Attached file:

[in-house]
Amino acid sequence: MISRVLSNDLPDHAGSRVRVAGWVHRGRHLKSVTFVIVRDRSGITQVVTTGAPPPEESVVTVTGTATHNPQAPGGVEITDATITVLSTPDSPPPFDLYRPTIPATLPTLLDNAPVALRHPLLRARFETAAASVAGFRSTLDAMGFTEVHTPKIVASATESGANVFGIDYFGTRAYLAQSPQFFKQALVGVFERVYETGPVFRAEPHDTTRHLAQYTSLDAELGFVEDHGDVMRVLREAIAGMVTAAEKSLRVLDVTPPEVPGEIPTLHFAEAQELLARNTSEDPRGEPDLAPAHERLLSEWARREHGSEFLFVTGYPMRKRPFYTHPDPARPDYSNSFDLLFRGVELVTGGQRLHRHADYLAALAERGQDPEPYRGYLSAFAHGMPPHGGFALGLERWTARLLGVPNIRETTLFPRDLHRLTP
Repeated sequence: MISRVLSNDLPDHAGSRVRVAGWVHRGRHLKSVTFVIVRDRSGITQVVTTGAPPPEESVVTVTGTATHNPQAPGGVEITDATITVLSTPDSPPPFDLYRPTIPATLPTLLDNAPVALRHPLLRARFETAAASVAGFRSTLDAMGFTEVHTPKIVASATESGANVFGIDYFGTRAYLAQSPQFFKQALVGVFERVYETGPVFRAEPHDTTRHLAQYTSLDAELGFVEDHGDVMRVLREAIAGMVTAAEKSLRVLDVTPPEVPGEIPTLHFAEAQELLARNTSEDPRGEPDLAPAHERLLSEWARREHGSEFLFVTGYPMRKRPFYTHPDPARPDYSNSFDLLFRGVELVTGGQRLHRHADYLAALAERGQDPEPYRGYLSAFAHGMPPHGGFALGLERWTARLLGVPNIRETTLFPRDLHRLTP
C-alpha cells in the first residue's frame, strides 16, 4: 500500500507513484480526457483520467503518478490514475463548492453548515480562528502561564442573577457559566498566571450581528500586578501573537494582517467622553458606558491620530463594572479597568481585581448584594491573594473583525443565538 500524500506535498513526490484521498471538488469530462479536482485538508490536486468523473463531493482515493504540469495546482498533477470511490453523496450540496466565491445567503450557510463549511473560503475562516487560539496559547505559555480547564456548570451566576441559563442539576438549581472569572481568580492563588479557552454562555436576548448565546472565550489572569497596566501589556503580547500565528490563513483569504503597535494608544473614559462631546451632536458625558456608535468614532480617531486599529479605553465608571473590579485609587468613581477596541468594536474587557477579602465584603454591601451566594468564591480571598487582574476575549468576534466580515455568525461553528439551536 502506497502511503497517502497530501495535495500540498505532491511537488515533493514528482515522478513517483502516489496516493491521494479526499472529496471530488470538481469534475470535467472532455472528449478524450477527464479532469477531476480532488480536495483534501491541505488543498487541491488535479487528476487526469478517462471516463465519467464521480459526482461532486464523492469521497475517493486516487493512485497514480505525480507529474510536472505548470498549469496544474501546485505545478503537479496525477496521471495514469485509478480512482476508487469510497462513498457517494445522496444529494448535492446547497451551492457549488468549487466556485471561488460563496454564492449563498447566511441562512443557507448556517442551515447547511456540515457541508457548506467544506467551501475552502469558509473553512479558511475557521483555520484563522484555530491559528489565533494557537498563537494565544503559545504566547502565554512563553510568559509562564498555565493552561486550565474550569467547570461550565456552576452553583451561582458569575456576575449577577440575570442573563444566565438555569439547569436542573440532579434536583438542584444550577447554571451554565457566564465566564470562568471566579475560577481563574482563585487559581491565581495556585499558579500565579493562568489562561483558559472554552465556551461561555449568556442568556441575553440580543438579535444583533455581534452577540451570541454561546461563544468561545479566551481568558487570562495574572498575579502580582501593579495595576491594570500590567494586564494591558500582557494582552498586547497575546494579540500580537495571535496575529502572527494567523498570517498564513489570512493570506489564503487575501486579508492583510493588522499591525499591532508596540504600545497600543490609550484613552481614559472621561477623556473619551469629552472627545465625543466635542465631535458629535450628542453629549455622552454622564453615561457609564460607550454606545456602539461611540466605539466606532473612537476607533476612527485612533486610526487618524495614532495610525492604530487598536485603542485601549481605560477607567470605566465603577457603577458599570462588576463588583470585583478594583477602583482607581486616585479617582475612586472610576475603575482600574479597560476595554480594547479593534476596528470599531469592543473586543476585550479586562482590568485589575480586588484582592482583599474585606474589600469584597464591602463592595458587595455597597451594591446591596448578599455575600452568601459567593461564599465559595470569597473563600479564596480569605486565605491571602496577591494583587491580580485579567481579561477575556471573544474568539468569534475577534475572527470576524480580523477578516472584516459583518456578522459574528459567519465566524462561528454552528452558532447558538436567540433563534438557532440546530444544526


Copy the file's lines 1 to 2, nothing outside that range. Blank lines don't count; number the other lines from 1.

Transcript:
[in-house]
Amino acid sequence: MISRVLSNDLPDHAGSRVRVAGWVHRGRHLKSVTFVIVRDRSGITQVVTTGAPPPEESVVTVTGTATHNPQAPGGVEITDATITVLSTPDSPPPFDLYRPTIPATLPTLLDNAPVALRHPLLRARFETAAASVAGFRSTLDAMGFTEVHTPKIVASATESGANVFGIDYFGTRAYLAQSPQFFKQALVGVFERVYETGPVFRAEPHDTTRHLAQYTSLDAELGFVEDHGDVMRVLREAIAGMVTAAEKSLRVLDVTPPEVPGEIPTLHFAEAQELLARNTSEDPRGEPDLAPAHERLLSEWARREHGSEFLFVTGYPMRKRPFYTHPDPARPDYSNSFDLLFRGVELVTGGQRLHRHADYLAALAERGQDPEPYRGYLSAFAHGMPPHGGFALGLERWTARLLGVPNIRETTLFPRDLHRLTP